Facebook Developer Garage

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8-Nov-2010 - Facebook Developer Garage

It's the first time I've been to one of these - cool, casual format hosted in the very functional and appealing District 319 facility at Main and Hastings. Things kicked off with an open discussion panel (Eric Woodward, Boris Mann, Mischa Steiner-Jovic, Brent Holliday and Mack Flavelle), which got fairly lively with heated debate on the strategy of release a "crap" product sooner and then make it better. Proponents of this approach (Lean Startup Model) suggesting it gets the product out there and user feedback will guide how it evolves. Opponents suggest that this tack will show your hand too early, deflate the enthusiasm around your idea and turn off media from ever paying attention to you again. I liked the catch phrase burn-learn-earn to describe the use of early investment to learn what people will pay for in your product.

For me, it's depends on the product - some products absolutely gain by early and aggressive releases - others can be so valueless that any excitement can be irrevocably lost, regardless of how cool the idea is.

The main event began with hearing from various companies in the Facebook dev space - mainly games.

Russ Ovans of Backstage suggested that in social gaming there are two types of utility: strategic (=score); and social (=status), and that virtual goods are social objects. For a viable social gaming economy:

1. virtual goods must be coveted by others

2. players can do what they like with the virtual goods

3. virtual goods are exchangeable with other players

Intrinsic value leads naturally to pay-to-play. The presenter gave the example of his original Scratch & Win game, which, though so incredibly simple and over three years old still makes $0.02/day/active user!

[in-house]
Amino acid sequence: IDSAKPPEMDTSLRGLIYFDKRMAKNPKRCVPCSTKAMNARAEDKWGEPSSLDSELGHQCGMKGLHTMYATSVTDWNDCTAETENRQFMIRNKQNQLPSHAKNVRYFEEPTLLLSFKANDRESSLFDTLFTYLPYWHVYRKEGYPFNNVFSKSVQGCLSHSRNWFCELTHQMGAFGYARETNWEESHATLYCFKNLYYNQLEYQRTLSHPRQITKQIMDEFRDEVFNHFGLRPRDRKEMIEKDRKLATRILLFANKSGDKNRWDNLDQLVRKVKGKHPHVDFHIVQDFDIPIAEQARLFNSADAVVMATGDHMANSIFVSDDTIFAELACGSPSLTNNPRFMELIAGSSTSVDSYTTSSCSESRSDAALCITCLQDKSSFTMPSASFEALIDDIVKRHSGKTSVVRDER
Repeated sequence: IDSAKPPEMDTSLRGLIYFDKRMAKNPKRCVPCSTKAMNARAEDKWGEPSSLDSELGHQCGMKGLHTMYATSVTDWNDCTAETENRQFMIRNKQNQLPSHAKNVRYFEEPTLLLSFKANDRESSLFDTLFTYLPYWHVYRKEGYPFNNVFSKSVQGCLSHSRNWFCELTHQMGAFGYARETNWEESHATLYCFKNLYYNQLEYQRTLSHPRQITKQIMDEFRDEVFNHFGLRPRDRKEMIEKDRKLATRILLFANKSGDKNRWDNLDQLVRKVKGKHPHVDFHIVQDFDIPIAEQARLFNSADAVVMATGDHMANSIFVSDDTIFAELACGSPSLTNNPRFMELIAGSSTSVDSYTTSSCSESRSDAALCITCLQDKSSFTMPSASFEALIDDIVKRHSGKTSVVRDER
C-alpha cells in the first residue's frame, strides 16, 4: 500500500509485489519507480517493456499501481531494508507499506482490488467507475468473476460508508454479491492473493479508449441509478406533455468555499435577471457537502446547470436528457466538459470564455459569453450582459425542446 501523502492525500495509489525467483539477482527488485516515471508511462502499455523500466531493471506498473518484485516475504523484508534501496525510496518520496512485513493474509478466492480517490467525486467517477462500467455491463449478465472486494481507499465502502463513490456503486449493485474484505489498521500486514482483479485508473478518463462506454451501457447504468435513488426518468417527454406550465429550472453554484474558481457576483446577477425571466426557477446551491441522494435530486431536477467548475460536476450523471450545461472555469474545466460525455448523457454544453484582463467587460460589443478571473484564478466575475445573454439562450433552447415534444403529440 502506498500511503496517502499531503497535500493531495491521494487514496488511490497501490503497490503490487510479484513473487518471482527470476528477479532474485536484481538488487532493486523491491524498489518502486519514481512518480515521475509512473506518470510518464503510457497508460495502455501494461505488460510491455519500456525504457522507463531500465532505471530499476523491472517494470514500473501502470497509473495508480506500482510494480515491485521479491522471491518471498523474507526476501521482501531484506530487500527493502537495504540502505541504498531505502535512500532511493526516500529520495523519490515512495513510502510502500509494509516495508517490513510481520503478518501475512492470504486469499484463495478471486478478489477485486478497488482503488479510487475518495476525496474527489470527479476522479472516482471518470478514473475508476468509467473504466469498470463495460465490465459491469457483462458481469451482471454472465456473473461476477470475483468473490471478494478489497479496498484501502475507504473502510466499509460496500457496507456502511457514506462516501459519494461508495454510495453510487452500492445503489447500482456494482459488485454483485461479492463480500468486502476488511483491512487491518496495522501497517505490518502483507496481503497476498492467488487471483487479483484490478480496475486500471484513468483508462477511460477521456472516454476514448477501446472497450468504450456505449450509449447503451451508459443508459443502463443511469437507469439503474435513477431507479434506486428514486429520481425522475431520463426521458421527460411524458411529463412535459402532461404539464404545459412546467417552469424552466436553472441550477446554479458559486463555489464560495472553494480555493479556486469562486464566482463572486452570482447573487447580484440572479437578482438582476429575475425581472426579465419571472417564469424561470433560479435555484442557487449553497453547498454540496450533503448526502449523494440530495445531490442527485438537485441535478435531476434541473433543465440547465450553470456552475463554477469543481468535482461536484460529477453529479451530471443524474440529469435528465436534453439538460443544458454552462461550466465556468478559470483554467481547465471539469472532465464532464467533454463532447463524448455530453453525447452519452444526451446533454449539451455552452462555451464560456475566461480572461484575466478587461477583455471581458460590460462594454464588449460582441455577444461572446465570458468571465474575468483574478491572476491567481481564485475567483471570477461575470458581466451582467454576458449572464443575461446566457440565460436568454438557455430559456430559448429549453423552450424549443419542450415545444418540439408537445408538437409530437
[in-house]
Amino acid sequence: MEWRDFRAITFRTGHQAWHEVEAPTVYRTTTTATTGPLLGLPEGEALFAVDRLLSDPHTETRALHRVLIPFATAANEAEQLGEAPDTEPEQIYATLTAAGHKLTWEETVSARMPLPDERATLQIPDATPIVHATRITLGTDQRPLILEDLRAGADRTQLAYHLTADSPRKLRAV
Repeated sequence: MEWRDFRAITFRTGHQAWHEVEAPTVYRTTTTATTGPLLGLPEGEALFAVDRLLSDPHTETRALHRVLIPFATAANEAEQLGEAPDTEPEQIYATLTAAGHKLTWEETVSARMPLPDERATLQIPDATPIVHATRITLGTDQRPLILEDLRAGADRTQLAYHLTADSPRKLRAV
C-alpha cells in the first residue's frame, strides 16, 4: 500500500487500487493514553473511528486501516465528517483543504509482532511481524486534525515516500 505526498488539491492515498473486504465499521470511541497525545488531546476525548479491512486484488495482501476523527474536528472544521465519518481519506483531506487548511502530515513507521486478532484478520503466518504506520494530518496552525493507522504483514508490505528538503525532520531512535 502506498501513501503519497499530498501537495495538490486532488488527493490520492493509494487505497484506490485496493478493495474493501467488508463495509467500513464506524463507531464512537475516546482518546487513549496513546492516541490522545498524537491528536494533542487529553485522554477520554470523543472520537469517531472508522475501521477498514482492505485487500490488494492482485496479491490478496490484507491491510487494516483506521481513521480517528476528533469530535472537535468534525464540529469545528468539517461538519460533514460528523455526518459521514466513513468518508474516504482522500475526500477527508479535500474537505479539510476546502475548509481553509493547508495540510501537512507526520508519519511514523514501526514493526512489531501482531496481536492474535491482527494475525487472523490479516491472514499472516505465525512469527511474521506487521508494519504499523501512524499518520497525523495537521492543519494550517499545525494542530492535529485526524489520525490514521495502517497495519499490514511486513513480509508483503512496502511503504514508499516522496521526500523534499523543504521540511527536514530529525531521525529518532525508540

J.Joly of dimeRocker presented their Facebook game creation platform, claiming it is an awesome space to be in since games are 50x more popular than any other app Facebook (Zynga’s FarmVille might be helping those stats a tad...). Their solution is, sorry for the analogy, very wizard-like in its simplicity, enabling really fast game deployment to Facebook. Top Bar as an example built on the dimeRocker platform. It’s a slightly edgy bar business sim, complete with barfing patrons who need to be ejected before they bring down the tone. Paul Prescod then spoke briefly about Ayogo's social games - very cool stuff - but then went on to underscore that Facebook is a tough, constantly changing, stuff-breaks-all-the-time place to write apps for, which led to more lively discussion! (Update: Ayogo just won the 2010 Digital Hot List at nextMEDIA)

Finally, Mike Vernal, Director of Engineering for the Facebook platform, took the stage. He responded to Paul’s observation of Facebook’s ever-breaking nature first by acknowledging that it is on purpose, since Facebook does not want to slow down it’s dev speed as it grows - so bad things can happen, but it will be worth it! :) Second he gave out his personal email and phone number so anyone in the audience (and, at least, in my neighbour’s Facebook circle!) could contact him directly about problems they encounter - cool. Some fast facts he offered: social + startups = disruption; faces are hotspots for attention; 200 million users/month on mobile.

With the clock running down on the evening, of the last two presenters - Parveen Kaler of Smartful Studios presented very quickly, and Jason Bailey of Super Rewards (adknowledge) skipped his presentation entirely, figuring everyone had seen enough of him since he was the MC, and could figure out how to get a hold of him anyway :)

The crowd then enjoyed the remaining pizza and a quaffed more drinks to round off a very enjoyable evening.

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